What this means is that in 10 years, China’s demand will increase by 30.8 million tonnes. Australia’s total export capacity is in the order of 1.25 million tonnes, which already accounts for around 70 per cent of our national production.
The numbers are stark. China’s potential market is way larger than Australia could ever hope to supply. But don’t lose hope! In the global scheme of things, we make up about 3 per cent of total global supply, so the issue isn’t about figuring out ways of simply upping our supply volumes. No, instead, the focus must turn to the quality end of the marketplace and play to our national strong suit.
Australia’s reputation as a ‘clean and green’ supplier of food products is well-earned. But like all reputations, it’s fragile. An outbreak of disease or contamination is enough to tarnish market perceptions of our core strength. We need to continue investing in brand value protection as a basis for increasing value in our export markets.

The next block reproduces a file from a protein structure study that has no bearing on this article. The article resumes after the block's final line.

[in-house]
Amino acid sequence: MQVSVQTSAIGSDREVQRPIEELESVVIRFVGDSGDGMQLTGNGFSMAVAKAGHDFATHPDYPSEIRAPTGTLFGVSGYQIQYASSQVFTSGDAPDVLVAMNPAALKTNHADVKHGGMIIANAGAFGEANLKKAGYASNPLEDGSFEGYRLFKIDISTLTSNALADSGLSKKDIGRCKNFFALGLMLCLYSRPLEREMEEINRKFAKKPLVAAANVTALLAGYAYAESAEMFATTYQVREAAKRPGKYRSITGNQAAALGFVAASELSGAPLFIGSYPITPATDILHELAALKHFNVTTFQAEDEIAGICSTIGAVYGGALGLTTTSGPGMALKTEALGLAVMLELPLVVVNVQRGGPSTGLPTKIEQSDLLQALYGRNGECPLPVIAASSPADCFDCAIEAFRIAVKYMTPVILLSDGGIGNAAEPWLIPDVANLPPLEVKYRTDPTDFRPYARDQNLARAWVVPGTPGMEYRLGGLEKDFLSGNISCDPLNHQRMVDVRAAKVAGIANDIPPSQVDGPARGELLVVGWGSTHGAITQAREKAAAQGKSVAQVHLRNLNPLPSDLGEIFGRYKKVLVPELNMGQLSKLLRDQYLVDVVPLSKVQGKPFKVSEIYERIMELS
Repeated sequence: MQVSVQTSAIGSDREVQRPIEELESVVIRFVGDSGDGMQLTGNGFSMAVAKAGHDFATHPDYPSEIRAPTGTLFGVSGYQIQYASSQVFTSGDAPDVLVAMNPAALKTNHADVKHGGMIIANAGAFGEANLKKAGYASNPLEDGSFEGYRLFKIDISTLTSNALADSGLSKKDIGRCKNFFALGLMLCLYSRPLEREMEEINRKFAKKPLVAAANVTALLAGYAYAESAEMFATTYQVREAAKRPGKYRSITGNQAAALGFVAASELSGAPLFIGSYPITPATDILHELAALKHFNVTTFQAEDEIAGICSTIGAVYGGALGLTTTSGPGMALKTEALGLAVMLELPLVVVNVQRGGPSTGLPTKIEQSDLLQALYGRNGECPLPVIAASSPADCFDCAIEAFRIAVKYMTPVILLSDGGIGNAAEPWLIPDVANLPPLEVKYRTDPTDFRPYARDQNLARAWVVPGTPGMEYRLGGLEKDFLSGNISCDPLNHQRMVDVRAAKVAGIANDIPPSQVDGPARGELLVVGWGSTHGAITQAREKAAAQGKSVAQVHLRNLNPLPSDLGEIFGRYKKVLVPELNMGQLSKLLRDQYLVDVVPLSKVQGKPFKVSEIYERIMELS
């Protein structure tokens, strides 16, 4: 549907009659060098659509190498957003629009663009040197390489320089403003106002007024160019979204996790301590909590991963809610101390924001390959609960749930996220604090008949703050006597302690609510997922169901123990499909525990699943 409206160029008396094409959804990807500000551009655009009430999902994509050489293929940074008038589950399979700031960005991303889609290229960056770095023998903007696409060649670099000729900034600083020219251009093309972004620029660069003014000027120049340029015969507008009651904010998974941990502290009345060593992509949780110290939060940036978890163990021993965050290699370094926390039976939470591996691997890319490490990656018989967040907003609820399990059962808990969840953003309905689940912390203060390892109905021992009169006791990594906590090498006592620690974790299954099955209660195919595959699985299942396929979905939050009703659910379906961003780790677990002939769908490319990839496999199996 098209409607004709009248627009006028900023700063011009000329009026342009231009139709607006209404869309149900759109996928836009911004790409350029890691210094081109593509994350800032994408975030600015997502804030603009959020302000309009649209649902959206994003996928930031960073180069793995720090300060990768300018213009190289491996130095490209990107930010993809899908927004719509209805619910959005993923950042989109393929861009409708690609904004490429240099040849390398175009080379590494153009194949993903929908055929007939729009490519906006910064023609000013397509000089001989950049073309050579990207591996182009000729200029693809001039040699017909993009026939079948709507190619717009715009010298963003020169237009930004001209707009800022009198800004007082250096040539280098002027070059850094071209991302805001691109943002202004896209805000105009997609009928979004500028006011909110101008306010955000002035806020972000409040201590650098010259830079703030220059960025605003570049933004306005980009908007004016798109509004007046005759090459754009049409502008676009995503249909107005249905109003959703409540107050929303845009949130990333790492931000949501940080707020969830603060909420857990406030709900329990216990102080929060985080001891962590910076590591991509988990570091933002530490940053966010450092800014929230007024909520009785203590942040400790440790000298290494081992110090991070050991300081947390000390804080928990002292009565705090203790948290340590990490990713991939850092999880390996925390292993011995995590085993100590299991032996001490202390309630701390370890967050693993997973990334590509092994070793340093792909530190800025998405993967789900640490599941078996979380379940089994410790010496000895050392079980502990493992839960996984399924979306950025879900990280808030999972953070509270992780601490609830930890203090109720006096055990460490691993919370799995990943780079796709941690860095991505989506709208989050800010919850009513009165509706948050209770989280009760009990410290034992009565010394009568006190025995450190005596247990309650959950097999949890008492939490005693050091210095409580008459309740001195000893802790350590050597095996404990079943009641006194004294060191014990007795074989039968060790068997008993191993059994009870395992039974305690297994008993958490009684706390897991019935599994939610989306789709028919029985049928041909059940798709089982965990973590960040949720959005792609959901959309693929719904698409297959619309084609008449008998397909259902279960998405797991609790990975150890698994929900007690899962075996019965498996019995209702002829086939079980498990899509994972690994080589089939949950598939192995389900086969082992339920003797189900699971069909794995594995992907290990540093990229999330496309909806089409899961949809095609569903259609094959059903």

Bringing it together
BeefLedger is a project vision that focuses on high-value production and credentialing provenance to secure brand value. We are integrating supply chain capacity — from breeding and grazing through to feedlots, slaughtering, and distribution — within a single structure. Our footprint extends from North Queensland, through central Queensland and ultimately to the hinterland of SEQ and northern NSW.
By integrating a real-world supply chain capacity, we are able to secure supply certainty, maintain quality control ‘on the ground’ and manage risks that usually rip fragmented supply chains apart. A supply chain is only as strong as the weakest link, and a whole-of-chain strategy means we can manage fragilities when they most need nurturing while preserving the integrity of the entire supply chain.